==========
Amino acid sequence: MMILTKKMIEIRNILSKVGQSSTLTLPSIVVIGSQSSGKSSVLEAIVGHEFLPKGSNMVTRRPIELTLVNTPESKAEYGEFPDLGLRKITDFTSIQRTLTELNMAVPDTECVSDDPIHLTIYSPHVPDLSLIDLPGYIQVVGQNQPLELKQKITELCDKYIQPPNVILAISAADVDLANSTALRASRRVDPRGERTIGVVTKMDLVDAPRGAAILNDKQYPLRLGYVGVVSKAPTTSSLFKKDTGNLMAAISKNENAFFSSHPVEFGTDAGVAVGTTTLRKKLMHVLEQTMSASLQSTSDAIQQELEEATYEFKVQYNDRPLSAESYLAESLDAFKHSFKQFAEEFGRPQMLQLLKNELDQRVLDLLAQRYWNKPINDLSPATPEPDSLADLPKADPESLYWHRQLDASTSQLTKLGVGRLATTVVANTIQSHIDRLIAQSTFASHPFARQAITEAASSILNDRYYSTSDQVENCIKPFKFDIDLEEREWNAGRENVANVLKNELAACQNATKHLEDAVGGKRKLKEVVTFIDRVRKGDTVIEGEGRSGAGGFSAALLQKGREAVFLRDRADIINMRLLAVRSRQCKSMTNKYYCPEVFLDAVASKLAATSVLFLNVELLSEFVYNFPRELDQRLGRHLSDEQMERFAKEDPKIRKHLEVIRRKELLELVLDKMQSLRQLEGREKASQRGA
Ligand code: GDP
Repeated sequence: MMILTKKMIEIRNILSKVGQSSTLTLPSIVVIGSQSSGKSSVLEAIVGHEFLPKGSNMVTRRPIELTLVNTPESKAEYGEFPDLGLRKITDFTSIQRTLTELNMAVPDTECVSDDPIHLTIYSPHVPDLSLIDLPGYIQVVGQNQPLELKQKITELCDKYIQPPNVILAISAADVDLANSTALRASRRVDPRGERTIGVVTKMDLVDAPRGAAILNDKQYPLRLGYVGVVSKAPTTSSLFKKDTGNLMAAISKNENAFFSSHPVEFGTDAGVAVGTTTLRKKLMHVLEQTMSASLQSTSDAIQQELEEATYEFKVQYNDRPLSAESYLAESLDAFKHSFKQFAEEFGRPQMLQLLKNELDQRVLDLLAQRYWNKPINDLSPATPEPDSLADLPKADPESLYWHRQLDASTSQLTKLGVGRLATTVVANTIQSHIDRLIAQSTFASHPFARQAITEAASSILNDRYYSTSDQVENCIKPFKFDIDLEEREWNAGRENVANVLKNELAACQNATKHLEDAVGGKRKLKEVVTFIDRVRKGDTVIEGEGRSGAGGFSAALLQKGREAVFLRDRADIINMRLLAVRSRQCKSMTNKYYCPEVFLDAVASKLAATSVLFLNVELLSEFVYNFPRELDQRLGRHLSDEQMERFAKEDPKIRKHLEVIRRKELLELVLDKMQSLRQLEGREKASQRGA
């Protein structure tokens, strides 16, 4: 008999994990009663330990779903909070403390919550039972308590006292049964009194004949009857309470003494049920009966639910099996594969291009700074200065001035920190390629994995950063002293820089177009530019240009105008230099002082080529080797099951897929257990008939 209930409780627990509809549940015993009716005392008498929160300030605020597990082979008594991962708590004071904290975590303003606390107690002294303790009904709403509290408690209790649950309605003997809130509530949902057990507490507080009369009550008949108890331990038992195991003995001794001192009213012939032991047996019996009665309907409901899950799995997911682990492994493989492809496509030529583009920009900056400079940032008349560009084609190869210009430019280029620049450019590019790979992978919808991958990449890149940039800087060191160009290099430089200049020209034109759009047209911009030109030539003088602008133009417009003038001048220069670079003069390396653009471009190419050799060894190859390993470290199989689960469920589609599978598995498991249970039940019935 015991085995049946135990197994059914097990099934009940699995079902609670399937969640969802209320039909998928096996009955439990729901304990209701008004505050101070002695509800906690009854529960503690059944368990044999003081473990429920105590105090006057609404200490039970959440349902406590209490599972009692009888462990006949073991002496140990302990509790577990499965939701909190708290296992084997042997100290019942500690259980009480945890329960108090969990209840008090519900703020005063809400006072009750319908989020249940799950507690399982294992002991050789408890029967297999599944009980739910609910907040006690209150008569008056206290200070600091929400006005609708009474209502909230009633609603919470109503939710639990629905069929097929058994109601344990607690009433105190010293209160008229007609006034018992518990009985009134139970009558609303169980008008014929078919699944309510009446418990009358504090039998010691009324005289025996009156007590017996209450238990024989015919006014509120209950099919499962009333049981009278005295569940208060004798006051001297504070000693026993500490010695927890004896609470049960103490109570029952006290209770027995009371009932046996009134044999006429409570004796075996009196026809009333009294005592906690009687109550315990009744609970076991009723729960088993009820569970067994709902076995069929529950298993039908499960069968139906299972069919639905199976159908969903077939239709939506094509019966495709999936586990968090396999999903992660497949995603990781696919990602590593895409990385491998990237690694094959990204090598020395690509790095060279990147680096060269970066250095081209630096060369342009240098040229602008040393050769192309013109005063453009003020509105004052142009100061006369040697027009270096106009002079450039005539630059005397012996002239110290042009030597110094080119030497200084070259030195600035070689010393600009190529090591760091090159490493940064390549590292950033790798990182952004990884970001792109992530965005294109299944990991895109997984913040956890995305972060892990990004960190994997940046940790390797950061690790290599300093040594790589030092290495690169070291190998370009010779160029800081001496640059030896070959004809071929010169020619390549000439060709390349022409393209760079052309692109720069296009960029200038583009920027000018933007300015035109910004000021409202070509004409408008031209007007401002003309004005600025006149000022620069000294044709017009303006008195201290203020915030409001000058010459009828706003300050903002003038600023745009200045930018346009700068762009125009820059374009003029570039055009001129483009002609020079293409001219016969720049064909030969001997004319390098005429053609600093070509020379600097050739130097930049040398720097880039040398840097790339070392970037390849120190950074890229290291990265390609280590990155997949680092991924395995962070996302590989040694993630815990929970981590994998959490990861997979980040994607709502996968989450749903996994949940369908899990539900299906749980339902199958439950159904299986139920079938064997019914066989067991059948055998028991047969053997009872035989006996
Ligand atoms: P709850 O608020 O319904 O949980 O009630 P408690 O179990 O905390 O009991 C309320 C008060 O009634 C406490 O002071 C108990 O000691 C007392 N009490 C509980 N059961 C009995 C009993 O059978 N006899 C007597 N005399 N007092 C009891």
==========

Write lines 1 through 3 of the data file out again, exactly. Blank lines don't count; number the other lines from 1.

Amino acid sequence: MMILTKKMIEIRNILSKVGQSSTLTLPSIVVIGSQSSGKSSVLEAIVGHEFLPKGSNMVTRRPIELTLVNTPESKAEYGEFPDLGLRKITDFTSIQRTLTELNMAVPDTECVSDDPIHLTIYSPHVPDLSLIDLPGYIQVVGQNQPLELKQKITELCDKYIQPPNVILAISAADVDLANSTALRASRRVDPRGERTIGVVTKMDLVDAPRGAAILNDKQYPLRLGYVGVVSKAPTTSSLFKKDTGNLMAAISKNENAFFSSHPVEFGTDAGVAVGTTTLRKKLMHVLEQTMSASLQSTSDAIQQELEEATYEFKVQYNDRPLSAESYLAESLDAFKHSFKQFAEEFGRPQMLQLLKNELDQRVLDLLAQRYWNKPINDLSPATPEPDSLADLPKADPESLYWHRQLDASTSQLTKLGVGRLATTVVANTIQSHIDRLIAQSTFASHPFARQAITEAASSILNDRYYSTSDQVENCIKPFKFDIDLEEREWNAGRENVANVLKNELAACQNATKHLEDAVGGKRKLKEVVTFIDRVRKGDTVIEGEGRSGAGGFSAALLQKGREAVFLRDRADIINMRLLAVRSRQCKSMTNKYYCPEVFLDAVASKLAATSVLFLNVELLSEFVYNFPRELDQRLGRHLSDEQMERFAKEDPKIRKHLEVIRRKELLELVLDKMQSLRQLEGREKASQRGA
Ligand code: GDP
Repeated sequence: MMILTKKMIEIRNILSKVGQSSTLTLPSIVVIGSQSSGKSSVLEAIVGHEFLPKGSNMVTRRPIELTLVNTPESKAEYGEFPDLGLRKITDFTSIQRTLTELNMAVPDTECVSDDPIHLTIYSPHVPDLSLIDLPGYIQVVGQNQPLELKQKITELCDKYIQPPNVILAISAADVDLANSTALRASRRVDPRGERTIGVVTKMDLVDAPRGAAILNDKQYPLRLGYVGVVSKAPTTSSLFKKDTGNLMAAISKNENAFFSSHPVEFGTDAGVAVGTTTLRKKLMHVLEQTMSASLQSTSDAIQQELEEATYEFKVQYNDRPLSAESYLAESLDAFKHSFKQFAEEFGRPQMLQLLKNELDQRVLDLLAQRYWNKPINDLSPATPEPDSLADLPKADPESLYWHRQLDASTSQLTKLGVGRLATTVVANTIQSHIDRLIAQSTFASHPFARQAITEAASSILNDRYYSTSDQVENCIKPFKFDIDLEEREWNAGRENVANVLKNELAACQNATKHLEDAVGGKRKLKEVVTFIDRVRKGDTVIEGEGRSGAGGFSAALLQKGREAVFLRDRADIINMRLLAVRSRQCKSMTNKYYCPEVFLDAVASKLAATSVLFLNVELLSEFVYNFPRELDQRLGRHLSDEQMERFAKEDPKIRKHLEVIRRKELLELVLDKMQSLRQLEGREKASQRGA